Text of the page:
Even by the standards of the exciting and ever-changing landscape of unmanned aerial system (UAS) or drone law, the month of April was eventful. In April, we observed in at least one case the Federal Aviation Administration significantly relax its commercial UAS operational restrictions, as well as an enormous step forward in the rule making process for what many hope will be final regulations regarding the commercial operation of all small UAS in the national airspace.
Nighttime commercial UAS operations now permitted by FAA
Just recently, the Federal Aviation Administration very quietly made a precedential policy shift in issuing the first Section 333 exemption permitting the commercial operation of UAS during night. On April 18, 2016, the FAA issued exemption No. 16341, which will permit the US unit of Toronto-based Industrial Skyworks, Inc. to perform commercial UAS operations during the night for building and roof inspection.
Prior to this exemption, the FAA had maintained a consistent policy that commercial operations of UAS in the national airspace be limited to daytime operations due to heightened safety concerns with night-time operations. Indeed, the exemption granted to Industrial Skyworks makes clear that the FAA still considers “operations at night to pose a higher safety risk” due to reduced visibility impacting the operator’s ability to locate both the UAS and other aircraft in close proximity. However, the heightened safety measures that the petitioner will employ along with the petitioner’s demonstration that the airspace and ground below tends to be less populated at night, may have precipitated this policy shift.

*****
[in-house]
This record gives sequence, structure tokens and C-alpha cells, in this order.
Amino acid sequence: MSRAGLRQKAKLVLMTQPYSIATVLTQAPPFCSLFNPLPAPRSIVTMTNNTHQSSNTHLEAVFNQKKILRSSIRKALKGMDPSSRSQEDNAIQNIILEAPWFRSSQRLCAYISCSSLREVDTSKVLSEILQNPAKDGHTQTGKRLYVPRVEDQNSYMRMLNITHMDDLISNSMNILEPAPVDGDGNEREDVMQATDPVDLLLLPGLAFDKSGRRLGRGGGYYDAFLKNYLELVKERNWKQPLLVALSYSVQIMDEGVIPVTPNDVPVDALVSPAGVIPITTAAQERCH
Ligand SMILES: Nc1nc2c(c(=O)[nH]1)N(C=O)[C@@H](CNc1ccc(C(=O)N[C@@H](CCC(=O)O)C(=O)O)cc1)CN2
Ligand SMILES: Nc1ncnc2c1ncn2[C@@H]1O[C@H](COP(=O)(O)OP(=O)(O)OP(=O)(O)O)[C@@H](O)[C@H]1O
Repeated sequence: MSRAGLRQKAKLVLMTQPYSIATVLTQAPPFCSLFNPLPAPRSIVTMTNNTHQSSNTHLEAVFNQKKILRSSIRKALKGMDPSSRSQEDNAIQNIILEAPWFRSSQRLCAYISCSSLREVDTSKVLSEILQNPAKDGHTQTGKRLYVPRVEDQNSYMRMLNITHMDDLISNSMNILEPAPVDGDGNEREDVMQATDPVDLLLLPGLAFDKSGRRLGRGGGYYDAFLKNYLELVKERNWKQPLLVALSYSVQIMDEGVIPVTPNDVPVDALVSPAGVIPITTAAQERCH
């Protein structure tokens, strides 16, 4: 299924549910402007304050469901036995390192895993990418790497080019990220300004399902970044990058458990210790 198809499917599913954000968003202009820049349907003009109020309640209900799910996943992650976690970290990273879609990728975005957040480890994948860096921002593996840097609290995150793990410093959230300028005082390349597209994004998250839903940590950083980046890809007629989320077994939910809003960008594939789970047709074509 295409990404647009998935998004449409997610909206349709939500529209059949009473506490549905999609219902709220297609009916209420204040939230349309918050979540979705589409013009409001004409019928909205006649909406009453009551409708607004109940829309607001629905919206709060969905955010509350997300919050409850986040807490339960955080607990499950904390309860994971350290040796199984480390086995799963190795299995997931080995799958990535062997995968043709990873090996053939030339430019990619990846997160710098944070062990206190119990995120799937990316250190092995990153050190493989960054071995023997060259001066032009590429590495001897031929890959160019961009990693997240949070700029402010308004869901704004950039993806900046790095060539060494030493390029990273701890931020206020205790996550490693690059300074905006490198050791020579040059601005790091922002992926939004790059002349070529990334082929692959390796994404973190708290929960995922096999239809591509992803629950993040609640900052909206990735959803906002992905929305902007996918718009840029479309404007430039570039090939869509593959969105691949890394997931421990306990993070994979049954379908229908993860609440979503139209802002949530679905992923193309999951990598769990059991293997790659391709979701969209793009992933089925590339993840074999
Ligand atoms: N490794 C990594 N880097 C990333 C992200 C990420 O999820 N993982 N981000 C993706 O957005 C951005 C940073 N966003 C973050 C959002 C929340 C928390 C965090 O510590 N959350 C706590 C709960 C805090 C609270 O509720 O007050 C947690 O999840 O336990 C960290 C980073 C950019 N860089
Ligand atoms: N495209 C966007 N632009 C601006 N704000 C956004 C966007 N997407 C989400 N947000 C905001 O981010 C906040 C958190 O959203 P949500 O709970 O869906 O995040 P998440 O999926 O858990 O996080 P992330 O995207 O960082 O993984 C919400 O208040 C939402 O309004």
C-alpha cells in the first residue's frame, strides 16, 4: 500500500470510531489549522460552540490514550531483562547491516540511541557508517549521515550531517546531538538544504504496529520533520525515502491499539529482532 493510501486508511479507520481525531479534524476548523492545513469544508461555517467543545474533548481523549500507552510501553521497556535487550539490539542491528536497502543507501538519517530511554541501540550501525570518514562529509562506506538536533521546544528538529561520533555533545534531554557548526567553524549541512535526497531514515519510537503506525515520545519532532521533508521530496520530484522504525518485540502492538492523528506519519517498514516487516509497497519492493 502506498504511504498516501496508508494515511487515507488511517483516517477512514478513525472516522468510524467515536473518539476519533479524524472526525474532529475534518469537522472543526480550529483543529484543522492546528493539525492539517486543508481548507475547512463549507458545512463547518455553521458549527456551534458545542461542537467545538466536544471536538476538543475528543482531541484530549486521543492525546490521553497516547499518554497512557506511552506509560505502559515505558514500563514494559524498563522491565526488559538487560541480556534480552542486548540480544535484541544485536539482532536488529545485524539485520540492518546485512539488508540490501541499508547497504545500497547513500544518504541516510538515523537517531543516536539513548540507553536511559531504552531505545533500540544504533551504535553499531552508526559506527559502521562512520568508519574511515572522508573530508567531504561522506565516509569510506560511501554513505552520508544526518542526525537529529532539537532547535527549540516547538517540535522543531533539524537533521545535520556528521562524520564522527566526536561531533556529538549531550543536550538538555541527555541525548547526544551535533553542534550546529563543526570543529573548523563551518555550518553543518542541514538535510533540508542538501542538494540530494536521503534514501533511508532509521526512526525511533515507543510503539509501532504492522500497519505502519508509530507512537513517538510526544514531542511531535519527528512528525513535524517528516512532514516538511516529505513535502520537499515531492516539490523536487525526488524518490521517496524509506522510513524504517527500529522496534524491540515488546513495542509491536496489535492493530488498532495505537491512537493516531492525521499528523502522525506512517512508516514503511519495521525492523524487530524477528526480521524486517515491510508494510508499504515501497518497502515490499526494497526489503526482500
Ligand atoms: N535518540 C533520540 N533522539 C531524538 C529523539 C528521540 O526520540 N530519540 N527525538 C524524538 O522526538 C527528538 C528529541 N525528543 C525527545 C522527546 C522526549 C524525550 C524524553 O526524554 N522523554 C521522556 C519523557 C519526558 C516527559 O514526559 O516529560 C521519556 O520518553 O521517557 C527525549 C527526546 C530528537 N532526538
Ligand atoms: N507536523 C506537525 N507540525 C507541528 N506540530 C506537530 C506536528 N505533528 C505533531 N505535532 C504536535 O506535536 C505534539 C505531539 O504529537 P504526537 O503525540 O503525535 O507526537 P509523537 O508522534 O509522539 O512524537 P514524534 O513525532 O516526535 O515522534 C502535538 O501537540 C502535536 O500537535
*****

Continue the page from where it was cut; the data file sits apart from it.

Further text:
Companies seeking permission for similar nighttime commercial operations should pay close attention to the unique operational requirements and restrictions imposed by the FAA in this exemption in order to take advantage of round-the-clock commercial operations.
Small UAS rule heads to White House OIRA for final review
The long-awaited small UAS rule may be coming sooner than many had anticipated. In late April, the White House Office of Information and Regulatory Affairs (OIRA) received FAA’s Small UAS Notice of Proposed Rulemaking, which sets forth the FAA’s proposed rules and requirements for the non-hobby or non-recreational (read: commercial) operation of UAS weighing less than 55 pounds. While OIRA review is procedurally limited to 90 days pursuant to executive order, it can often occur within half that time.
Those reading should take note of this short review period because the OIRA review process offers industry stakeholders or interested parties their last chance to provide input prior to a final rule being issued. Indeed, it is OIRA’s policy to “meet with any party interested in discussing issues,” including “small businesses or other business or industry interests.”
With the multitude of issues involved in UAS integration and the commercial operation of UAS in the domestic airspace, industry stakeholders are advised to take part in this important step in the final rule making process.
Find out more about these developments and about the rapidly evolving laws and rules around drone operations by contacting Steven R. Phillips.